This comes after the Trump administration blocked Congress from seeing a whistleblower complaint alleging Trump pressured Ukrainian officials to undermine Democratic presidential candidate and former Vice President Joe Biden.
According to CNBC, Pelosi said of starting impeachment proceedings earlier today, “That’s why I’ve said [that] as soon as we have the facts, we’re ready. Now we have the facts, we’re ready — for later today.”
In response, U.S. Rep. Mike Doyle (D-Forest Hills) renewed his call for an impeachment inquiry into Trump today.
The allegations in the whistleblower report about President Trump’s calls with Ukraine are mind-boggling. I called for an impeachment inquiry a few months ago, and I’m glad that many of my colleagues have now joined me in pushing for this important action. https://t.co/u8gEAhGgyS pic.twitter.com/Nq6kdTIgSL— Mike Doyle (@USRepMikeDoyle) September 24, 2019
“I believe that the recent allegations only add to the urgency of a full and immediate impeachment inquiry,” Doyle said in his statement. “Congress must use all of the powers granted it by the Constitution to carry out its oversight responsibilities and get the facts.”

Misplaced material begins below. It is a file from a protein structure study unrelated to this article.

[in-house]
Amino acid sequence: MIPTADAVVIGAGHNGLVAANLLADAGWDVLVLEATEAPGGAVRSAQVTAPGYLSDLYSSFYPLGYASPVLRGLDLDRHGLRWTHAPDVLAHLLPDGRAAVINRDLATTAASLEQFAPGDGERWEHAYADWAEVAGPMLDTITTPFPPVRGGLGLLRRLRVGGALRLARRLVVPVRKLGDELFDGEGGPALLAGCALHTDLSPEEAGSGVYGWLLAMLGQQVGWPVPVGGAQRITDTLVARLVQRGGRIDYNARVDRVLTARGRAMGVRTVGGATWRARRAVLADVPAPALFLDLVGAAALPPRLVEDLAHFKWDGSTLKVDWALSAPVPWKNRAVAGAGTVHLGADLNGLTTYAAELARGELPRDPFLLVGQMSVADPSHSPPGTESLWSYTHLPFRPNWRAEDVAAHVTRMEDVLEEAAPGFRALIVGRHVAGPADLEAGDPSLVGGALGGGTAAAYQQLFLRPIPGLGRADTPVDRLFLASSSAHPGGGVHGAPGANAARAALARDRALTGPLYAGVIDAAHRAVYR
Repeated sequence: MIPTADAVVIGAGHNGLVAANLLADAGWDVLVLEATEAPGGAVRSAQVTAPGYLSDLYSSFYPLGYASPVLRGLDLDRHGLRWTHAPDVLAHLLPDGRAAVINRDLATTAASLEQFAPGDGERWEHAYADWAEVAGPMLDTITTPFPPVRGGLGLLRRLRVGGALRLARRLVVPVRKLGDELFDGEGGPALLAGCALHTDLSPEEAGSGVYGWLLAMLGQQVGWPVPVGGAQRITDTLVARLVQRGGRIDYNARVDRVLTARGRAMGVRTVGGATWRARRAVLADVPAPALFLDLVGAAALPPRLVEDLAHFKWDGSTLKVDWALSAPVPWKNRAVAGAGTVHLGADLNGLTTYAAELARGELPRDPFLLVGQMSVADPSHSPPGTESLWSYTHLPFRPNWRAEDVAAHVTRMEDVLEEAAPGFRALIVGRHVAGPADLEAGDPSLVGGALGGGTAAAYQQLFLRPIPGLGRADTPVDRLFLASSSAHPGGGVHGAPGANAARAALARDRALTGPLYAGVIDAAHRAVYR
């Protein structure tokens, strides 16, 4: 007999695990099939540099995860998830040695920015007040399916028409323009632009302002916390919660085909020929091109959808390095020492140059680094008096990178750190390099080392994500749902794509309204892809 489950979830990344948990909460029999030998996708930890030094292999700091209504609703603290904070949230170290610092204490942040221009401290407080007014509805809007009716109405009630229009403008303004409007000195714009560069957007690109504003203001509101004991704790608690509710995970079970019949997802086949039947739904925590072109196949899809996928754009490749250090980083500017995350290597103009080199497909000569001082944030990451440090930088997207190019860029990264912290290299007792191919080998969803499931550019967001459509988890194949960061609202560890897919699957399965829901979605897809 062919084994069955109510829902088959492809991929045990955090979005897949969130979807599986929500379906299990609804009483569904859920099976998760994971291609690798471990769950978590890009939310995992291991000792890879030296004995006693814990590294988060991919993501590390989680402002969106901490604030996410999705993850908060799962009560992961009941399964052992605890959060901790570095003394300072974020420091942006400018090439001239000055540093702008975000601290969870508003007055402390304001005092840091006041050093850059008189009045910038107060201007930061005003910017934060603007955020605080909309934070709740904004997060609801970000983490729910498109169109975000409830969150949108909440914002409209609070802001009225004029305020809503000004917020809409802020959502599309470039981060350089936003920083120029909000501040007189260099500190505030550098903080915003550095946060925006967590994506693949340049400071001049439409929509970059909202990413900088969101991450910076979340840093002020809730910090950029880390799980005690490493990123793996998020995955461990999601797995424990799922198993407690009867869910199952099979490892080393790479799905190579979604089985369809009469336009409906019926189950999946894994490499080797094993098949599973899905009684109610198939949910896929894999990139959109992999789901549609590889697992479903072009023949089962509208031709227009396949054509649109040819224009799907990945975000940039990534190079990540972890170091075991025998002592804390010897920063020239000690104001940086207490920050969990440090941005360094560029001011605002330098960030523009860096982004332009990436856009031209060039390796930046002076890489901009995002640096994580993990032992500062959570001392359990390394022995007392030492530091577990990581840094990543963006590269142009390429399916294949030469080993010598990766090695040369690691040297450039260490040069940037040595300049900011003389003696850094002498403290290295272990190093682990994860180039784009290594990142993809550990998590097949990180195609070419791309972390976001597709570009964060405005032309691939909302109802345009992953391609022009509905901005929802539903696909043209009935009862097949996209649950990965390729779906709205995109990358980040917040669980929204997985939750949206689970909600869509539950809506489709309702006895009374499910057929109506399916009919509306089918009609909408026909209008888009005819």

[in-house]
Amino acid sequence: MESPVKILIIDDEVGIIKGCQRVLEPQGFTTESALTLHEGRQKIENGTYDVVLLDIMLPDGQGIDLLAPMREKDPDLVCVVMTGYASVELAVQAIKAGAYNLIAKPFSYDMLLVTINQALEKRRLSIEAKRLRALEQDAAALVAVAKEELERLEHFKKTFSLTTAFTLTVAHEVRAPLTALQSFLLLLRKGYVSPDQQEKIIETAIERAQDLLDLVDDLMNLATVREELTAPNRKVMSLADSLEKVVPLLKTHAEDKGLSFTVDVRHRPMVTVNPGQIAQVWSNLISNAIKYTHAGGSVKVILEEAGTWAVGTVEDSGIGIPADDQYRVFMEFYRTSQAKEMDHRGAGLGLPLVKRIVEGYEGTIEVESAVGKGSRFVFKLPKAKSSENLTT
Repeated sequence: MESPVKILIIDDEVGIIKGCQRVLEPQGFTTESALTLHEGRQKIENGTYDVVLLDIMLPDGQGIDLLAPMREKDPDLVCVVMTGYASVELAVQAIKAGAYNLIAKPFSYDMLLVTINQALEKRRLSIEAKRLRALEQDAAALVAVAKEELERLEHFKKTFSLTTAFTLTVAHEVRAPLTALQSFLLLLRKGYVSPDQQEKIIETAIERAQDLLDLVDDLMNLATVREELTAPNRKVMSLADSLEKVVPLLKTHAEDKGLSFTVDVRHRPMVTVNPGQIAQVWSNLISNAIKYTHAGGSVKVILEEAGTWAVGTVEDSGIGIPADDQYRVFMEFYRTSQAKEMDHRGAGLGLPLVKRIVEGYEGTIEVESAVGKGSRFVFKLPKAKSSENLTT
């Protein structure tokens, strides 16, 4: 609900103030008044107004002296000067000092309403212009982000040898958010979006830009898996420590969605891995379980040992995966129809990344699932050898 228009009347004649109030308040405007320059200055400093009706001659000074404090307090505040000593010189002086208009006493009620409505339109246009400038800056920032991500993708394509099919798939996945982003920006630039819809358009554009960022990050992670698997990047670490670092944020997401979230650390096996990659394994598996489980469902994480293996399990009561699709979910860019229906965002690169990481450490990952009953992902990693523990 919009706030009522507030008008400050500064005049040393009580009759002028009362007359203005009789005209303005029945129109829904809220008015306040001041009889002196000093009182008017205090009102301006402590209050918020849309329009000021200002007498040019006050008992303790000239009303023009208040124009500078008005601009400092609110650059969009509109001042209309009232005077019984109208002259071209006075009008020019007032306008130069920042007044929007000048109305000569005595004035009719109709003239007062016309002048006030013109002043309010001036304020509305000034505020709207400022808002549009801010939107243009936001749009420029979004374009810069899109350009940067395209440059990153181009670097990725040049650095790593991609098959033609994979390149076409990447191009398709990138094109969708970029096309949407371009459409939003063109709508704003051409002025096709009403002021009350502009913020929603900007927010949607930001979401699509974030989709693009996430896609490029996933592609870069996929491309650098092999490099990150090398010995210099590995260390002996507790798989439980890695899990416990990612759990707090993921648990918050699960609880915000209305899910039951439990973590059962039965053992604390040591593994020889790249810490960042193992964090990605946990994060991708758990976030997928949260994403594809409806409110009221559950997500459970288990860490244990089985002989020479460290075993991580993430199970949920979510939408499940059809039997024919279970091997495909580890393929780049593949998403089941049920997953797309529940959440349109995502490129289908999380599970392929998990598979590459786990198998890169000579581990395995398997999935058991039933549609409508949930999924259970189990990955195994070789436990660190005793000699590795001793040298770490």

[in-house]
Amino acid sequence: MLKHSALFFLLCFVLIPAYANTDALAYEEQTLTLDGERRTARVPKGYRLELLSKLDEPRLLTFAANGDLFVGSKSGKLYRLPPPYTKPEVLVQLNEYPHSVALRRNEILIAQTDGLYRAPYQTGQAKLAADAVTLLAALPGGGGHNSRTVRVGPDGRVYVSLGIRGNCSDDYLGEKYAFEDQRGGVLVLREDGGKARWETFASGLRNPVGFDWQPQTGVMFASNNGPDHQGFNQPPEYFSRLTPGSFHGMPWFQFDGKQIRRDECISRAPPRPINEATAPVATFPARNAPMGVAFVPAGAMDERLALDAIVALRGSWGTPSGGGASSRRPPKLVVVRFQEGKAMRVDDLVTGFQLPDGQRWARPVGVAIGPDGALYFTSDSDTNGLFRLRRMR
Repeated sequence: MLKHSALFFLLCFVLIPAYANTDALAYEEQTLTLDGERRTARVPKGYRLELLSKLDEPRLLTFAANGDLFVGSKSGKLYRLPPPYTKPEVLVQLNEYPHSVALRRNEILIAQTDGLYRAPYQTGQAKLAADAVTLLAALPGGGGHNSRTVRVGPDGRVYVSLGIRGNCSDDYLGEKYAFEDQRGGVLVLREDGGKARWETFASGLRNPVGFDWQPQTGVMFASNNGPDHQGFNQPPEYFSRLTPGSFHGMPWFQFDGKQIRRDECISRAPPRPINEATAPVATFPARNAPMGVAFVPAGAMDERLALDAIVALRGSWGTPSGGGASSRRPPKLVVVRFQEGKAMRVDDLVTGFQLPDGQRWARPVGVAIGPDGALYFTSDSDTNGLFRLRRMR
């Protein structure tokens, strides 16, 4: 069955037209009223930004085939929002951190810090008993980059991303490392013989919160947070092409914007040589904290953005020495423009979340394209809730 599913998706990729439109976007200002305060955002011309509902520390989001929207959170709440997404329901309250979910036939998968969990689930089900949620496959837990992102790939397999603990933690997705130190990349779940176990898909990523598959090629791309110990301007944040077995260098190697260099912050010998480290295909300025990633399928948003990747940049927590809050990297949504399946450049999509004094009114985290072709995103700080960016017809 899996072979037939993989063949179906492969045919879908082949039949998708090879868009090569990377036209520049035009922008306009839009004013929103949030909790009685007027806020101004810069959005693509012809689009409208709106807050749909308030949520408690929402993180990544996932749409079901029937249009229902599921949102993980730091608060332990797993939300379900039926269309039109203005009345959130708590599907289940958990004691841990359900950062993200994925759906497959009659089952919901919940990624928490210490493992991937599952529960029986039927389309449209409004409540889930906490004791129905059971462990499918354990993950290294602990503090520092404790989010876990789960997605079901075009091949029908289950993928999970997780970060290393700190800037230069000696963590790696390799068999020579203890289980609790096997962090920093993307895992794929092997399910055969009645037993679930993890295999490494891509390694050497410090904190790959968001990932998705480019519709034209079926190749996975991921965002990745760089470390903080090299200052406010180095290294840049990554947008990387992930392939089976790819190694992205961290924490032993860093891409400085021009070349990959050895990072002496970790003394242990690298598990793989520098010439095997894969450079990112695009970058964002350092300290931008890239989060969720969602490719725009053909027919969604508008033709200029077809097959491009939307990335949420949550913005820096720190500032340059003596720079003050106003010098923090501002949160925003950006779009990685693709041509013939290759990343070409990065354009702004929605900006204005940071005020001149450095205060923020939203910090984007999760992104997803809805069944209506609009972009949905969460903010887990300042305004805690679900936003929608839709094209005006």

Doyle is joined by around 180 House Democrats and one House independent in supporting starting impeachment proceedings.
U.S. Rep. Conor Lamb (D-Mount Lebanon) asked the Trump Administration provide the full whistleblower report to Congress by Thursday. But when Pittsburgh City Paper asked Lamb's office if he has changed his mind on starting an impeachment inquiry into Trump, his office didn't provide a specific response to that question.
Today, Lamb tweeted that he still wants to see the full whistleblower complaints by Thursday. Trump's office has promised the release of the call transcript, but not the entire complaint. Lamb indicated he will have "more to say" after facts emerge in the coming days. Lamb remains the only House Democrat in Pennsylvania to indicate whether or not he supports impeachment proceedings.
As I said yesterday, we need to get the full text of the whistleblower complaint by Thursday, not just the transcript of one phone call.— Conor Lamb (@RepConorLamb) September 24, 2019
It appears that we will learn more facts in the coming days, and I’ll have more to say after that.
An impeachment inquiry will not necessarily result in Congress calling for impeachment since the House still has to vote on whether to proceed; then, the U.S. Senate would have to take up the issue. U.S. Senate Majority Leader Mitch McConnell (R-Kentucky) has indicated he doesn't support bringing impeachment proceedings to the Senate floor. However, proceedings in the House will allow a special counsel to open an investigation into the allegations and allow Congress to determine the legality of the actions taken.